Stop me if you’ve heard this one before – Content is King. Seems you can’t find a blog or an advice column that doesn’t stress the importance of content in your social media strategy. Even though this has become a cliché the underlying truth is undeniable.
So, how do you generate, create and post this regal content?
One technique that has been making the rounds is the content calendar. The concept is simple enough – pick a theme for each day and focus your content around that idea. As I wrote about here, it is a great way to organize your thinking process. It also takes some of the pressure off your content creation team (oh, wait – that’s you!).
One of the other benefits of employing a content calendar is that it forces you to think about the whats of your content. What ideas do you want to promote? What is it about you that interests your followers? What parts of your social personna do you want to illuminate?
This is a tremendous exercise for any organization, small business or non-profit. It forces you and your team to perform a serious self-examination on exactly what you stand for. The process also immerses your staff into the whole social media experience/process. It forces them (and you) to take a step back and gain a better understanding of who you are.
I would suggest that the key part of this process is to take an outsider’s view of your organization. We all know who we are and what we stand for, right? However, do you also know how you are perceived? As another famous cliché puts it – perception is reality. The bedrock of content development is to understand how your audience sees you. What they expect from you. What they think you represent.
In social media it ain’t about you, its about me (or them).
OK. So you’ve done an in-depth analysis of your organization. You’ve identified the key content areas, identified contributors and – maybe – decided on your “voice”. Best of all – you’ve organized it all into a nice, neat content calendar. Very nice. Never again will you be struggling for what to post on Tuesdays. Better yet, with all the tools out there like Tweetdeck you can actually plan ahead – a true luxury in the content consumption industry.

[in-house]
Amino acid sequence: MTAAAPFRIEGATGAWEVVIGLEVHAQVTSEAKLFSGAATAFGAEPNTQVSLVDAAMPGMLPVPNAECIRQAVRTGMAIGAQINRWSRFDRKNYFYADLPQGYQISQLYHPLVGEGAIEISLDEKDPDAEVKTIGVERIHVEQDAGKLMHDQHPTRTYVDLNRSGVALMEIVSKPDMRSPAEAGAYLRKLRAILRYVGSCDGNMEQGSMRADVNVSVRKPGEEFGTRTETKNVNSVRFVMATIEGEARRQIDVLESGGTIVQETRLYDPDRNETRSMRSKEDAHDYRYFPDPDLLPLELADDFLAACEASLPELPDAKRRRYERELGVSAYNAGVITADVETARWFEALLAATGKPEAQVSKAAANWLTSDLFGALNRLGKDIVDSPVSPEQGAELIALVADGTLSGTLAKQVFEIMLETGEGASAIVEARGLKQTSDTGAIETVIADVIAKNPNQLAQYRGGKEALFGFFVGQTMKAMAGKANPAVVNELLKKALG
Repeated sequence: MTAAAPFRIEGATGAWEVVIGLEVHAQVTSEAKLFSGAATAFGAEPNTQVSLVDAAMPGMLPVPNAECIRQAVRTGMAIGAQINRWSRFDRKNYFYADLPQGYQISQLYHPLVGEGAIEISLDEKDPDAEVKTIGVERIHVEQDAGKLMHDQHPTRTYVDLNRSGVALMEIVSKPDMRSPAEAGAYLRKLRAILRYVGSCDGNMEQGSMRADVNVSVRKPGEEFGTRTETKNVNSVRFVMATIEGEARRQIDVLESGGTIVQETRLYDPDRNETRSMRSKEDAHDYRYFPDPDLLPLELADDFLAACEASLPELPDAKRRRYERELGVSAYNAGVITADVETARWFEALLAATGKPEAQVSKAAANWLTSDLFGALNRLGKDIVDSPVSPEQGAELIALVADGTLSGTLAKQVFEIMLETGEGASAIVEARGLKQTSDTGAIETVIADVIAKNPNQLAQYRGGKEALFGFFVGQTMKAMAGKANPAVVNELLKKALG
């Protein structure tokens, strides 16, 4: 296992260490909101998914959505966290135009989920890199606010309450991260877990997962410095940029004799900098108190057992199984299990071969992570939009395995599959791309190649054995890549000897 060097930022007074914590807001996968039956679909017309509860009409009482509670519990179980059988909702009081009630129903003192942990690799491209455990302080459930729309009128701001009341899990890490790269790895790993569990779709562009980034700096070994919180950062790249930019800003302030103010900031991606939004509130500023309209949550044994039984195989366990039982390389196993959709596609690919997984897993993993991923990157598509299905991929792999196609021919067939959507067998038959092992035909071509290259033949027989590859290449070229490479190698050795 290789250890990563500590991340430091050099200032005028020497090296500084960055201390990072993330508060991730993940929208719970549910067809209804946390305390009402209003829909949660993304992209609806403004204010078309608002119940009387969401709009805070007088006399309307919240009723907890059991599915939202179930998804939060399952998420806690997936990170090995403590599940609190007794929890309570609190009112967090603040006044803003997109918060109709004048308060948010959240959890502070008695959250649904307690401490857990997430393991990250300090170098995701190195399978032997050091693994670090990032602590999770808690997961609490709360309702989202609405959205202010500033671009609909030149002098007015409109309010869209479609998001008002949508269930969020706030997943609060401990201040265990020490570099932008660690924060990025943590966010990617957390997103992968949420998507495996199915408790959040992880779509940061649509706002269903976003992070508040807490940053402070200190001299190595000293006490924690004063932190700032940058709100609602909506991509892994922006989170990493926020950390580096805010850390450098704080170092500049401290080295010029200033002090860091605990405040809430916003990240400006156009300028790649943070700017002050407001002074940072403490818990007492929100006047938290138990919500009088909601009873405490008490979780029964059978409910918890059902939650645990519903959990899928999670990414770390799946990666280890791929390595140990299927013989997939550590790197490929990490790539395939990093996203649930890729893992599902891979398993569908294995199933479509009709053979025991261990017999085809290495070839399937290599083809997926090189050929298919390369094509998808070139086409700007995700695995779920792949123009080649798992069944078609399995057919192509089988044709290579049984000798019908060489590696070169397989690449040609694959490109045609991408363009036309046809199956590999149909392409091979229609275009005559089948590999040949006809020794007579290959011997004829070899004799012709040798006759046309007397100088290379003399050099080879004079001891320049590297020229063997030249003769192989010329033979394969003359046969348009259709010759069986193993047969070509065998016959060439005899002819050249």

This is a thing of beauty. Your team is rocking with content. Tweets are flying. Posts are rolling. You’ve got this thing nailed…for now.
We are all creatures of habit. systems are created to help us organize our time and create consistency. We rely on them.
They can also become a mind numbing routine. In the early stages of your social media process the appearance of a content calendar is an exciting event (go with me here). The newness of this inspires creativity and emotion. Your team is psyched because they now have a direction. Inevitably, it becomes just another part of their daily routine. Another task they have to perform, another box to fill.
This is one of the curses of a content calendar. It is very easy for the system to become the message. Social Media demands an enormous amount of time and effort. Even with the focus of a content calendar it becomes easy to put up just any content – as long as it fits the theme. Quality becomes less important than quantity. As long as you have met the deadline – filled in the blank, as it were – your job is done and you can move on tot he next day.
The other curse of the content calendar is that it can create a false sense of security – especially if the above example comes to pass. The security of the content calendar can lead your team to look only for items that fit the list. Remember, a content calendar is a guideline. It is a tool. It is not the strategy. Do not let the demands of the calendar blind you to “breaking news” possibilities. Thought of another way, the calendar is a content safety net when you don’t have anything else to post or tweet.
The bottom line is this – maintaining a fresh approach to your content generation will keep your social platforms fresh and viable.
Steve Allan, Social Media Specialist SMThree
Nice suggestions – I have been trying get myself more organized. Reading this has helped me with a plan!
Good post – thanks, Steve! I think they key word to remember when it comes to content is “flexibility”: Keep a calendar so that you at least have *something* to go on when you sit down to write — but be flexible enough to allow for spontaneous ideas or your take on a hot topic.
I like to work from a 2-pronged approach to content development. One prong is the editorial calendar you mention. It ensures that I am hitting the points that are central to the company. It provides direction and consistency. The second prong is engaging and responding in the moment with people who are also producing content that’s relevant to the brand/company. These may be consumers, media (including bloggers) or industry experts, for example.
And I agree with Rachel — the key is flexibility. I make sure I don’t get so intent on filling my editorial calendar that I lack time to participate in the conversation that’s going on right now.